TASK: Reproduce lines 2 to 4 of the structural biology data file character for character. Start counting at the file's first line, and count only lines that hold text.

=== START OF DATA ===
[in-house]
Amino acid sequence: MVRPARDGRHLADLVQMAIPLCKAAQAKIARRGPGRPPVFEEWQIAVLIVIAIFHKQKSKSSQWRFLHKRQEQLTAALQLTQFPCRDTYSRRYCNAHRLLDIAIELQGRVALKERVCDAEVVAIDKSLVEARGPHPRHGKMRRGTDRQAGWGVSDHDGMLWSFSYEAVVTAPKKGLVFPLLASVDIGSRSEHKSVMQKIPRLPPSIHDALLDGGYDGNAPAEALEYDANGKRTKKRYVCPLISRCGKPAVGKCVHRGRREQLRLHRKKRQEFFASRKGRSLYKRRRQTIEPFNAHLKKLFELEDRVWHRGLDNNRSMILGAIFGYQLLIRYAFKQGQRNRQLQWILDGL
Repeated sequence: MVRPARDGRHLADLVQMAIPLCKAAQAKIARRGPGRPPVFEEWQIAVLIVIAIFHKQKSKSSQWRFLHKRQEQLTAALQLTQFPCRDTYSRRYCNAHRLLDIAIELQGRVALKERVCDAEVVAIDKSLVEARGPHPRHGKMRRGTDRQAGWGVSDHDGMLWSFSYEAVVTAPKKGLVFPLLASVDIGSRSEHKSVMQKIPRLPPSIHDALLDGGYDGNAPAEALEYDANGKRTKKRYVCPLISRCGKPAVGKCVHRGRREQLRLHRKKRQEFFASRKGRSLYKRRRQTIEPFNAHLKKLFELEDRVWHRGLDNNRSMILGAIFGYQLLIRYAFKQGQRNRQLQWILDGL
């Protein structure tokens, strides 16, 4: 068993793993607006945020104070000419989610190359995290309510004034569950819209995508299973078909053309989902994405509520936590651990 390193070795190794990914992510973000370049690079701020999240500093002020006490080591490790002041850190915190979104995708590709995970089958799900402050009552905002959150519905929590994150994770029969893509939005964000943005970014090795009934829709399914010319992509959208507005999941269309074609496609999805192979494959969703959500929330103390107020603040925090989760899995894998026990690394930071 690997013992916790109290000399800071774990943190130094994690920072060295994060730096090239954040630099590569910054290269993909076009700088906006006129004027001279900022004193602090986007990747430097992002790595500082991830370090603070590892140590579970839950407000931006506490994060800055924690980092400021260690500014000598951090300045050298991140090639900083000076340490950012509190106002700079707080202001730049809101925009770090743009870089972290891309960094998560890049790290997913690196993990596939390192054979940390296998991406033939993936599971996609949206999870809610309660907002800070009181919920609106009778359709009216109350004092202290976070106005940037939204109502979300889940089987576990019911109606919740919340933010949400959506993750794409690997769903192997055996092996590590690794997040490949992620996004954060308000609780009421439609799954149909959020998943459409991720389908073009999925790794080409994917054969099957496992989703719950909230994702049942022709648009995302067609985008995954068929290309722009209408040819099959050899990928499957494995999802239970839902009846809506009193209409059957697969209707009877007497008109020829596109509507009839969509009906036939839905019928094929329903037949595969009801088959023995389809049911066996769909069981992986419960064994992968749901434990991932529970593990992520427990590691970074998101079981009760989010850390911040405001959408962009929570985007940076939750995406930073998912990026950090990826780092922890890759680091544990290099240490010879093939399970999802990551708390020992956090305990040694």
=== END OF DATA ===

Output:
Amino acid sequence: MVRPARDGRHLADLVQMAIPLCKAAQAKIARRGPGRPPVFEEWQIAVLIVIAIFHKQKSKSSQWRFLHKRQEQLTAALQLTQFPCRDTYSRRYCNAHRLLDIAIELQGRVALKERVCDAEVVAIDKSLVEARGPHPRHGKMRRGTDRQAGWGVSDHDGMLWSFSYEAVVTAPKKGLVFPLLASVDIGSRSEHKSVMQKIPRLPPSIHDALLDGGYDGNAPAEALEYDANGKRTKKRYVCPLISRCGKPAVGKCVHRGRREQLRLHRKKRQEFFASRKGRSLYKRRRQTIEPFNAHLKKLFELEDRVWHRGLDNNRSMILGAIFGYQLLIRYAFKQGQRNRQLQWILDGL
Repeated sequence: MVRPARDGRHLADLVQMAIPLCKAAQAKIARRGPGRPPVFEEWQIAVLIVIAIFHKQKSKSSQWRFLHKRQEQLTAALQLTQFPCRDTYSRRYCNAHRLLDIAIELQGRVALKERVCDAEVVAIDKSLVEARGPHPRHGKMRRGTDRQAGWGVSDHDGMLWSFSYEAVVTAPKKGLVFPLLASVDIGSRSEHKSVMQKIPRLPPSIHDALLDGGYDGNAPAEALEYDANGKRTKKRYVCPLISRCGKPAVGKCVHRGRREQLRLHRKKRQEFFASRKGRSLYKRRRQTIEPFNAHLKKLFELEDRVWHRGLDNNRSMILGAIFGYQLLIRYAFKQGQRNRQLQWILDGL
């Protein structure tokens, strides 16, 4: 068993793993607006945020104070000419989610190359995290309510004034569950819209995508299973078909053309989902994405509520936590651990 390193070795190794990914992510973000370049690079701020999240500093002020006490080591490790002041850190915190979104995708590709995970089958799900402050009552905002959150519905929590994150994770029969893509939005964000943005970014090795009934829709399914010319992509959208507005999941269309074609496609999805192979494959969703959500929330103390107020603040925090989760899995894998026990690394930071 690997013992916790109290000399800071774990943190130094994690920072060295994060730096090239954040630099590569910054290269993909076009700088906006006129004027001279900022004193602090986007990747430097992002790595500082991830370090603070590892140590579970839950407000931006506490994060800055924690980092400021260690500014000598951090300045050298991140090639900083000076340490950012509190106002700079707080202001730049809101925009770090743009870089972290891309960094998560890049790290997913690196993990596939390192054979940390296998991406033939993936599971996609949206999870809610309660907002800070009181919920609106009778359709009216109350004092202290976070106005940037939204109502979300889940089987576990019911109606919740919340933010949400959506993750794409690997769903192997055996092996590590690794997040490949992620996004954060308000609780009421439609799954149909959020998943459409991720389908073009999925790794080409994917054969099957496992989703719950909230994702049942022709648009995302067609985008995954068929290309722009209408040819099959050899990928499957494995999802239970839902009846809506009193209409059957697969209707009877007497008109020829596109509507009839969509009906036939839905019928094929329903037949595969009801088959023995389809049911066996769909069981992986419960064994992968749901434990991932529970593990992520427990590691970074998101079981009760989010850390911040405001959408962009929570985007940076939750995406930073998912990026950090990826780092922890890759680091544990290099240490010879093939399970999802990551708390020992956090305990040694």